A Fab February for Flakes? | News
When I shared some of our long range thoughts about the winter back in early December, I presented my rationale for suggesting that our best shot at serious and sustained winter weather this season would come in February.
If you are new to this blog I would ask you to read the previous blogs so as to help add perspective as to where we stand today and to acquaint yourself with some meteorological jargon.
Today we are going to take a look at the month of February.
So, let’s see where we are: During the first week of the month we will be in a +PNA pattern which means a warm and dry ridge will rule most of the west, while a cold and potentially wet trough will dominate much of the east.
But a +PNA not being fed by arctic air is not that much of a scary thing when it comes to heavy winter weather. And it appears that is how the first few days of the month will go. That is not to say that there won’t be winter weather issues here between now and then, for there will be. But they may seem nastier only because of the lack of nasty weather this winter, not because they are inherently nasty.
Because air from Siberia will be directed back into Alaska and eastern Asia through the first few days of February, the air that reaches the continental United States will be primarily a polar/Pacific blend…chilly to be sure, but lacking in the bite that is so common during this time of the year. Simply put, anomalously cold air in Alaska and far eastern Asia does not “teleconnect” with unusually cold air in the central and eastern United States.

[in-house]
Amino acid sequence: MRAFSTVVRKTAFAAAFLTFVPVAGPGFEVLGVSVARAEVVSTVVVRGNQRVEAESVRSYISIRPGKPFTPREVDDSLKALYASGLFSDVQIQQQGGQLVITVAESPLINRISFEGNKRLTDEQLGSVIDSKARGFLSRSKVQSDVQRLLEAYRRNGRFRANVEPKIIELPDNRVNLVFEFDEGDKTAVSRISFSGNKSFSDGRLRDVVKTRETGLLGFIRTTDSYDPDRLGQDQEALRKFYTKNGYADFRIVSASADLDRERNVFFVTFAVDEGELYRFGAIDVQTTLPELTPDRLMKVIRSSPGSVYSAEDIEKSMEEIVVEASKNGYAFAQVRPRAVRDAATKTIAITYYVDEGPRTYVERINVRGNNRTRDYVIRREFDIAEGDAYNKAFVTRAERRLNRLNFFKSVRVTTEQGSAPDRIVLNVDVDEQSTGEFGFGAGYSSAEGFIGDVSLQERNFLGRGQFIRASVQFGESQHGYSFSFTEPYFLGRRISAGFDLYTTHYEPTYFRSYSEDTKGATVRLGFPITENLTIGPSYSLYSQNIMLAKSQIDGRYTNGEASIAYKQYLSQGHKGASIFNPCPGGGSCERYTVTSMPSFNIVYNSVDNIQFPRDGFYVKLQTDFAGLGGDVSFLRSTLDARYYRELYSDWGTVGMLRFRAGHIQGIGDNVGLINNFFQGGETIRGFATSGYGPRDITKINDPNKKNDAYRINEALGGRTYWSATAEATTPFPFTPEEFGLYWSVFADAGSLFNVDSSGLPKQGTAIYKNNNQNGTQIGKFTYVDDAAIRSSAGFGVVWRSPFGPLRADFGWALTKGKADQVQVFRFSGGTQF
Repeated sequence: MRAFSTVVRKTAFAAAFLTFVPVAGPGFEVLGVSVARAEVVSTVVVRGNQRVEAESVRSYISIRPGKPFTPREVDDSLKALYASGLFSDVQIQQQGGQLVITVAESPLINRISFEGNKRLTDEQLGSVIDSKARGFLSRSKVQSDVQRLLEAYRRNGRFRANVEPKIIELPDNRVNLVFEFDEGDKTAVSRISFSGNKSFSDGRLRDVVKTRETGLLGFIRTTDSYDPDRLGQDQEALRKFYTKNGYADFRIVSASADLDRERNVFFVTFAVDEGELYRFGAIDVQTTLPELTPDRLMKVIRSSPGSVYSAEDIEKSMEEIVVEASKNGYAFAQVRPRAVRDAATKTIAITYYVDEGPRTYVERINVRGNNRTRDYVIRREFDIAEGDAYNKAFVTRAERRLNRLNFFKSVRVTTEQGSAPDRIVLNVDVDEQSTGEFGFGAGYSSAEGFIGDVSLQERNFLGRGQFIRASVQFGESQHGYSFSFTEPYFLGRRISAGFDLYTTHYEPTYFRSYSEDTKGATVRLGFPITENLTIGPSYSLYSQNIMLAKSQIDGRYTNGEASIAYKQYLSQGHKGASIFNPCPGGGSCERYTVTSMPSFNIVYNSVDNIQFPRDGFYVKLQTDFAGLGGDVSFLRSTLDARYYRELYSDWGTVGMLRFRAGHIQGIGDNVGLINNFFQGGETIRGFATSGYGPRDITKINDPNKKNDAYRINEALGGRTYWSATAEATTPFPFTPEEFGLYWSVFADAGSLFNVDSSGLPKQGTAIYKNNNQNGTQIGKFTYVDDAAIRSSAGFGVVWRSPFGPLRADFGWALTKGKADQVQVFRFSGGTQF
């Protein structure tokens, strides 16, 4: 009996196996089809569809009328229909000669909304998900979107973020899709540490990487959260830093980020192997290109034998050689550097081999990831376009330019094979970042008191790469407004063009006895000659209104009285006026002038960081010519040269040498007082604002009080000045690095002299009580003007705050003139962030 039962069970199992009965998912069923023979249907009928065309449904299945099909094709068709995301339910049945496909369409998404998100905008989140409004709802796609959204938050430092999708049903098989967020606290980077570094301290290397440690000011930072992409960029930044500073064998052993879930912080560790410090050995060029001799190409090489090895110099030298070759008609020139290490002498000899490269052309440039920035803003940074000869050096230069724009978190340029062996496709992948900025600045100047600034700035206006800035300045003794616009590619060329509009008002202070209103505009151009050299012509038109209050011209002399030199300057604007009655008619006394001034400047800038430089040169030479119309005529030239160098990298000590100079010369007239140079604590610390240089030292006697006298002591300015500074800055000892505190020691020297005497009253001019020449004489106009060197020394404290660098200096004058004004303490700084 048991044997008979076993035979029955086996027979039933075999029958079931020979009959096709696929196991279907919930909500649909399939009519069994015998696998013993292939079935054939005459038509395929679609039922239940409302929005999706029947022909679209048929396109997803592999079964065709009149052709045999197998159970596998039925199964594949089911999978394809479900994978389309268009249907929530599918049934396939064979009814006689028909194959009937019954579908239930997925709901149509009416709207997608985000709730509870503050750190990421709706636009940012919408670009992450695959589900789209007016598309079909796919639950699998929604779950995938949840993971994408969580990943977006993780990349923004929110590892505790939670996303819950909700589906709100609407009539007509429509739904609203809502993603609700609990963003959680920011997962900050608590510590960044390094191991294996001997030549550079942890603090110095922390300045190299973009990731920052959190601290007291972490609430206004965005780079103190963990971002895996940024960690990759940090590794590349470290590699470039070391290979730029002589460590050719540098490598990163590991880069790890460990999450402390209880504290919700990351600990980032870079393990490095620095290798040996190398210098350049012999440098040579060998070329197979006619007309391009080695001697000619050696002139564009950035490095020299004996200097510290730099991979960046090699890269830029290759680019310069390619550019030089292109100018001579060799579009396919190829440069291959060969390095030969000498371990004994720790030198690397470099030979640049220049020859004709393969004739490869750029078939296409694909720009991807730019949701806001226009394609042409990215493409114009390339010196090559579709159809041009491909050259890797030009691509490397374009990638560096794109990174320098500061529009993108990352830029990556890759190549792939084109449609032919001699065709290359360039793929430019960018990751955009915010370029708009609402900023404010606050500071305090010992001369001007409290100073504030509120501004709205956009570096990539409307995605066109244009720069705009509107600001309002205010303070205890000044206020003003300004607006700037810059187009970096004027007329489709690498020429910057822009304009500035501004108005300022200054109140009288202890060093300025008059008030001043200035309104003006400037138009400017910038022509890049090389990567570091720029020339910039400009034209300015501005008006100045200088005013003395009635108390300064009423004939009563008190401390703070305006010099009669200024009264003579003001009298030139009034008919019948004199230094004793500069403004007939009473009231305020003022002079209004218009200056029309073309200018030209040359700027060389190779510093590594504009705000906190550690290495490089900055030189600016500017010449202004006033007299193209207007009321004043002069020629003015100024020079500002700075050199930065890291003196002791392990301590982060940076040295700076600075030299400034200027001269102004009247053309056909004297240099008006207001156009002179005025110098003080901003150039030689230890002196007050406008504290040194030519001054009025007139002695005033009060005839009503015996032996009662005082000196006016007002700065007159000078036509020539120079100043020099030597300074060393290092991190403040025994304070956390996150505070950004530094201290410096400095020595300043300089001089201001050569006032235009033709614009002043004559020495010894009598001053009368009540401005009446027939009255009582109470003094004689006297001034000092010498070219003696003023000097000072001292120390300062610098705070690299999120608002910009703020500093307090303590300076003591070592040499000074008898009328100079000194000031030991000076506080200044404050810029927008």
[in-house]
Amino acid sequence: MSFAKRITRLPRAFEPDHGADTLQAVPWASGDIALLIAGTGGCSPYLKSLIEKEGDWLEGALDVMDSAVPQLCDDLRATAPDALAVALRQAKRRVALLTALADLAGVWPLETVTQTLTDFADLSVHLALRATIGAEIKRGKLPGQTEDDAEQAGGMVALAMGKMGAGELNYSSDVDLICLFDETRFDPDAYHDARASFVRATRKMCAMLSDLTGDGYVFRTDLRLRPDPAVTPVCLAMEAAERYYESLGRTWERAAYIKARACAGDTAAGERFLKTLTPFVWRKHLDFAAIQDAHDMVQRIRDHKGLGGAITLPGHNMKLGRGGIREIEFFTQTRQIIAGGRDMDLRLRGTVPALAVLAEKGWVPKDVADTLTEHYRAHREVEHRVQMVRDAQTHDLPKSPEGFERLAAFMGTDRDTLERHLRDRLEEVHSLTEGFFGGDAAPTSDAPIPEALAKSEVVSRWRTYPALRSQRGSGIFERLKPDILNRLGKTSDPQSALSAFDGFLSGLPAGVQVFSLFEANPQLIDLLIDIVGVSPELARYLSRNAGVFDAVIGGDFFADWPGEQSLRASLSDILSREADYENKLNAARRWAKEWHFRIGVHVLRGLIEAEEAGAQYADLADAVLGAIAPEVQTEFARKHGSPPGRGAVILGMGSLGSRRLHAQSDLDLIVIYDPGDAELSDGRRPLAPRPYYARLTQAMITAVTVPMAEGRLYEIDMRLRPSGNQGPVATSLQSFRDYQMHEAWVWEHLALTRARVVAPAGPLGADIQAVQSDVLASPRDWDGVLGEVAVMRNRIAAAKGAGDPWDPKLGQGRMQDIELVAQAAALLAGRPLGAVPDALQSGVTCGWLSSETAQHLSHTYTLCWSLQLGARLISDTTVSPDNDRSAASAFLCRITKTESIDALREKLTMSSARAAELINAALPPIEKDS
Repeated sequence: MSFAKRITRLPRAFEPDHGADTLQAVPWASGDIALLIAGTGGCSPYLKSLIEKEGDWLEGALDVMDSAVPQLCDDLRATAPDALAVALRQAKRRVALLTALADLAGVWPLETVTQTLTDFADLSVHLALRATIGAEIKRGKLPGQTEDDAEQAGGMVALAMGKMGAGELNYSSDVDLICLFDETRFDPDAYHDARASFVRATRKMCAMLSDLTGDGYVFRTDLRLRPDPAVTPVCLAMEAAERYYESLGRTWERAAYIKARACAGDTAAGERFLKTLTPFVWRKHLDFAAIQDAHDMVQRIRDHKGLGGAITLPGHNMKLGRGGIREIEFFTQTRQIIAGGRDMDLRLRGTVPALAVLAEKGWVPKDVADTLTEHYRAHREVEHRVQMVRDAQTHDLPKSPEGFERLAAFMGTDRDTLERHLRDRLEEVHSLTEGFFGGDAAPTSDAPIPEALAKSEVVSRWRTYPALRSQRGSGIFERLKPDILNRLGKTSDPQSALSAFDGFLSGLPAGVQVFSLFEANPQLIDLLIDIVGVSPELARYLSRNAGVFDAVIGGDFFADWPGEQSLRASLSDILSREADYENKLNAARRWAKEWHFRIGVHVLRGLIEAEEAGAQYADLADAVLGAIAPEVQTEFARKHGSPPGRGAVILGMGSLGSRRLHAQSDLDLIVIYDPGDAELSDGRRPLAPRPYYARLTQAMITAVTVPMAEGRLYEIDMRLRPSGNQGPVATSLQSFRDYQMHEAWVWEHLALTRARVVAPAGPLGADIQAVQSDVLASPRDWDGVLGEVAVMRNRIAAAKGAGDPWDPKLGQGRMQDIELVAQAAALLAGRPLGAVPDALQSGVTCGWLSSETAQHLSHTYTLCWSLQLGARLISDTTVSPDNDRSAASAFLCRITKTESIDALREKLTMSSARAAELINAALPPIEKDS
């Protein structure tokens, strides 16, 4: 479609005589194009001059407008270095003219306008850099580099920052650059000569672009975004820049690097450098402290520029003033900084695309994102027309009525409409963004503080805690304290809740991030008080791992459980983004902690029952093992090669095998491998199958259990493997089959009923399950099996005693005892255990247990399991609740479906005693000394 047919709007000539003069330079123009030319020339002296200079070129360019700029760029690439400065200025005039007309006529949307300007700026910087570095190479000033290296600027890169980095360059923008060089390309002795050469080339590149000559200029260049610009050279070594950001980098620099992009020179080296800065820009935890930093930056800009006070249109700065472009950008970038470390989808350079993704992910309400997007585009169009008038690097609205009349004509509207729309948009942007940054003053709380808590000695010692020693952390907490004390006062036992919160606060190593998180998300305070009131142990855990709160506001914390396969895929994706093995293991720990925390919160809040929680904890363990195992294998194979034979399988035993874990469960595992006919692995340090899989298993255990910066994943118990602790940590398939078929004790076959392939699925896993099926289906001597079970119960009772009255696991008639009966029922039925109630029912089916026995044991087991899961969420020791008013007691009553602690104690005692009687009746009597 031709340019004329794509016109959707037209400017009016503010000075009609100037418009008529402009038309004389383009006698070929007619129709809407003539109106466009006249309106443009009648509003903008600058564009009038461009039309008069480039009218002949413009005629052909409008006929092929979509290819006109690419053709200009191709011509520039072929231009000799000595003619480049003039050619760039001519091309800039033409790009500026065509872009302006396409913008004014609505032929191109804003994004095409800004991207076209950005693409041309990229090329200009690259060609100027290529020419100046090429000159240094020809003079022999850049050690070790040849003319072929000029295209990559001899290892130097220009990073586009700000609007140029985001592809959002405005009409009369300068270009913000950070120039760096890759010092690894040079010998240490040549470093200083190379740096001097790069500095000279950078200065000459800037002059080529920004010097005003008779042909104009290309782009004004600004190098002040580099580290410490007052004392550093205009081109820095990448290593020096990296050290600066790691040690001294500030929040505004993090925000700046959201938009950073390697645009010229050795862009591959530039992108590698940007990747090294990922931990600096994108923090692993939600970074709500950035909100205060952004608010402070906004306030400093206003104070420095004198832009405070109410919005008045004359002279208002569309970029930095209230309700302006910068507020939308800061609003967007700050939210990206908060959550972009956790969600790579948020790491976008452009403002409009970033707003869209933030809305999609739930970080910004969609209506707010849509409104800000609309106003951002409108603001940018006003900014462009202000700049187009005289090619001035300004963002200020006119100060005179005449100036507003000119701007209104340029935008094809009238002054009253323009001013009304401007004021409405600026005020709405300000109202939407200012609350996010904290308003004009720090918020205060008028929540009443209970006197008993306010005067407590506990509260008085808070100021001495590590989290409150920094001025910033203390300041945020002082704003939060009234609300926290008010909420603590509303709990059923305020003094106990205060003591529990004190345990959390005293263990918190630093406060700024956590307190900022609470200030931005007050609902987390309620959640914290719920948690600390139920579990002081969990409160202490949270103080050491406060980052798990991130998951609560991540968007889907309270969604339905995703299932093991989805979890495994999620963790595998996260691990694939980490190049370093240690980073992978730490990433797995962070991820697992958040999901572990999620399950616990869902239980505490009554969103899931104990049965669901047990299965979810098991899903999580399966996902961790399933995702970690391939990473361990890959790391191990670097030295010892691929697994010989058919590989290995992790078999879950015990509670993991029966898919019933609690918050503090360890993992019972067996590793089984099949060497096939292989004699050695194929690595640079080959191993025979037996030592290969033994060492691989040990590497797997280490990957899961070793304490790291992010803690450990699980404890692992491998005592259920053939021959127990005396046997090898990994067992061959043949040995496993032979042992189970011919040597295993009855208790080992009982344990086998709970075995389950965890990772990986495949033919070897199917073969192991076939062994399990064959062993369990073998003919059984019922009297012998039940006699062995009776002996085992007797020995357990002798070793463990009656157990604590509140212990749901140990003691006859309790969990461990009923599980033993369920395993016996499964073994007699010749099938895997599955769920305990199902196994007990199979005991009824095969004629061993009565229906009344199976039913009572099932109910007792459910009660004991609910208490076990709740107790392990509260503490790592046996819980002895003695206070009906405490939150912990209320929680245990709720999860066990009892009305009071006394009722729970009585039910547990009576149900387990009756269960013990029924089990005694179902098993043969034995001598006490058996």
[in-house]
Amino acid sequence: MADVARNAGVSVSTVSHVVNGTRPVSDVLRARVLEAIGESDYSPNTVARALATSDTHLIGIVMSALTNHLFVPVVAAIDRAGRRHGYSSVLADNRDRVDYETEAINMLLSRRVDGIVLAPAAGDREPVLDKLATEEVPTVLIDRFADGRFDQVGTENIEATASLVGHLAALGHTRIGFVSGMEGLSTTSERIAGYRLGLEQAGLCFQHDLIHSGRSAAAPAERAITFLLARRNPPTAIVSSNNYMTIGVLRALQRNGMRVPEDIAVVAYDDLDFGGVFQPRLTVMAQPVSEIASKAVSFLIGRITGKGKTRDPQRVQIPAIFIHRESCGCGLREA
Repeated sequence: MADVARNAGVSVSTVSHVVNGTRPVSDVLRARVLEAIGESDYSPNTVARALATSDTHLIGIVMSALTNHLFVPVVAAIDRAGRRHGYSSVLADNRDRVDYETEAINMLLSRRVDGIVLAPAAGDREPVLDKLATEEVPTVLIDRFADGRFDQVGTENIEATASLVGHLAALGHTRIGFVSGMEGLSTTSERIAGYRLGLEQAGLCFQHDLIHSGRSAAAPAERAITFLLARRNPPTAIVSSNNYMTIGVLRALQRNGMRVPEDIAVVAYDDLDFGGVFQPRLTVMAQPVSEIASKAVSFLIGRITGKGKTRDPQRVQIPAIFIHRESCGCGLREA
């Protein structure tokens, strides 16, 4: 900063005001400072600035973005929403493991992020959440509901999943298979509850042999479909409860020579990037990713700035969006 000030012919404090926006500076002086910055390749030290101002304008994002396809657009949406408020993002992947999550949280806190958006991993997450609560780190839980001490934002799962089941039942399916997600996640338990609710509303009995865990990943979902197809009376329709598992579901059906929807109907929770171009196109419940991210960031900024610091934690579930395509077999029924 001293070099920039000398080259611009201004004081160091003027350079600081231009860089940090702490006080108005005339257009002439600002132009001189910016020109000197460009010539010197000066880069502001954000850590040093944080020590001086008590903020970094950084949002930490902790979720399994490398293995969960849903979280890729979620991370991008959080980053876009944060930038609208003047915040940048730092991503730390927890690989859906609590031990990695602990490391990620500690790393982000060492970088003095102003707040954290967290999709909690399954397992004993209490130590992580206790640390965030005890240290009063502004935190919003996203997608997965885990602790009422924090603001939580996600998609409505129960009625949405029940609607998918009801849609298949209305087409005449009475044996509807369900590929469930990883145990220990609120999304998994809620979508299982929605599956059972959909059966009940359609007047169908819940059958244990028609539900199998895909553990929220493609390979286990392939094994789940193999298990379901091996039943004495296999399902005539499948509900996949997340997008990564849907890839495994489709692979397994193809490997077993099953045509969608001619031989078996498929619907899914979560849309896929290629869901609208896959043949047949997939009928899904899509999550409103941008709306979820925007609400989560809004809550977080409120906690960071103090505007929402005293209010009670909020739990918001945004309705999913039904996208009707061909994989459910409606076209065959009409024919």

Also working against relentless bitter eastern cold is the state of convection in the Indian Ocean (the MJO) and recent solar activity.
All that being said, our analogue forecast has served us well this season and we are sticking with it, feeling that conditions are doing to turn in February.
In fact, the most recent ensemble runs of our three super computers (an ensemble is a blend of the same computer model program, run with slightly different initial conditions, to represent the chaotic nature of the atmosphere) are all suggesting that: the NAO and AO are trending negative; the lobe of the Polar vortex over AK will either weaken or detach from the main lobe over northern Canada in early February allowing for a cross polar flow; and, serious cold that looks to be coming to western Europe in about a week is often a precursor to like conditions in the eastern U.S. about a week to ten days later. These all teleconnect well to some significant winter weather issues in the eastern states as we move deeper into the month. We also think that March could live up to its reputation in Rochester of being a stormy and wintry month.
Given how warm and snow-free this winter has been around here, I am not ready to just go full-bore into a “sound the alarm, Old Man Winter is coming” mode just yet. But when this rationale is combined with our analogue forecast methodology, it all would sure fit pretty nicely, wouldn’t it?
So, look for spurts of wintry weather now through the first few days of February. Then, anytime from the 5th on, look for the winter lion to do some roaring. And I wouldn’t be at all surprised to see a harsh winter weather pattern lock in for a couple of weeks, especially later in the month.